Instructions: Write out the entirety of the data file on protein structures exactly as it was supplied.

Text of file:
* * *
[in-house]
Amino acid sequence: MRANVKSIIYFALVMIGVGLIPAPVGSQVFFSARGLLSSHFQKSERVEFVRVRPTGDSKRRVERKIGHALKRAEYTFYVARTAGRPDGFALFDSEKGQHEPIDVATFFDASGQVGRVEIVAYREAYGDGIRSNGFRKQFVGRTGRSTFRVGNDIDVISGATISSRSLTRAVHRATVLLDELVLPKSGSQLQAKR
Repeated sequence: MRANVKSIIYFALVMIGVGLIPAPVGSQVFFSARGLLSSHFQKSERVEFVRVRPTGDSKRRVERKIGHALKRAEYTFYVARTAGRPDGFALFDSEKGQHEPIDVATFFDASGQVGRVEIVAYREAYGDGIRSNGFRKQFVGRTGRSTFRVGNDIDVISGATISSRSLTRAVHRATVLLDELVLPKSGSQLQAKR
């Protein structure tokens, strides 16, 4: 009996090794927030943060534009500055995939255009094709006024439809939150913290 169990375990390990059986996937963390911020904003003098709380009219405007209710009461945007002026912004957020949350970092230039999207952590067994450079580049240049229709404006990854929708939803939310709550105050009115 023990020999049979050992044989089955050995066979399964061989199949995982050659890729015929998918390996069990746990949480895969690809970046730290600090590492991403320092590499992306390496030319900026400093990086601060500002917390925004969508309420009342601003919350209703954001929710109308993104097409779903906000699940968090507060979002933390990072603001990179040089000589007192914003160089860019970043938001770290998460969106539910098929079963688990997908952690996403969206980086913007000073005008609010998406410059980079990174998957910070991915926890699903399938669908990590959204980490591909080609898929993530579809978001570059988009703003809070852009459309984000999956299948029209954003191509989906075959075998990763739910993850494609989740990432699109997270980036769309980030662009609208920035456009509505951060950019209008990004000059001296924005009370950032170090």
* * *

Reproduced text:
[in-house]
Amino acid sequence: MRANVKSIIYFALVMIGVGLIPAPVGSQVFFSARGLLSSHFQKSERVEFVRVRPTGDSKRRVERKIGHALKRAEYTFYVARTAGRPDGFALFDSEKGQHEPIDVATFFDASGQVGRVEIVAYREAYGDGIRSNGFRKQFVGRTGRSTFRVGNDIDVISGATISSRSLTRAVHRATVLLDELVLPKSGSQLQAKR
Repeated sequence: MRANVKSIIYFALVMIGVGLIPAPVGSQVFFSARGLLSSHFQKSERVEFVRVRPTGDSKRRVERKIGHALKRAEYTFYVARTAGRPDGFALFDSEKGQHEPIDVATFFDASGQVGRVEIVAYREAYGDGIRSNGFRKQFVGRTGRSTFRVGNDIDVISGATISSRSLTRAVHRATVLLDELVLPKSGSQLQAKR
């Protein structure tokens, strides 16, 4: 009996090794927030943060534009500055995939255009094709006024439809939150913290 169990375990390990059986996937963390911020904003003098709380009219405007209710009461945007002026912004957020949350970092230039999207952590067994450079580049240049229709404006990854929708939803939310709550105050009115 023990020999049979050992044989089955050995066979399964061989199949995982050659890729015929998918390996069990746990949480895969690809970046730290600090590492991403320092590499992306390496030319900026400093990086601060500002917390925004969508309420009342601003919350209703954001929710109308993104097409779903906000699940968090507060979002933390990072603001990179040089000589007192914003160089860019970043938001770290998460969106539910098929079963688990997908952690996403969206980086913007000073005008609010998406410059980079990174998957910070991915926890699903399938669908990590959204980490591909080609898929993530579809978001570059988009703003809070852009459309984000999956299948029209954003191509989906075959075998990763739910993850494609989740990432699109997270980036769309980030662009609208920035456009509505951060950019209008990004000059001296924005009370950032170090």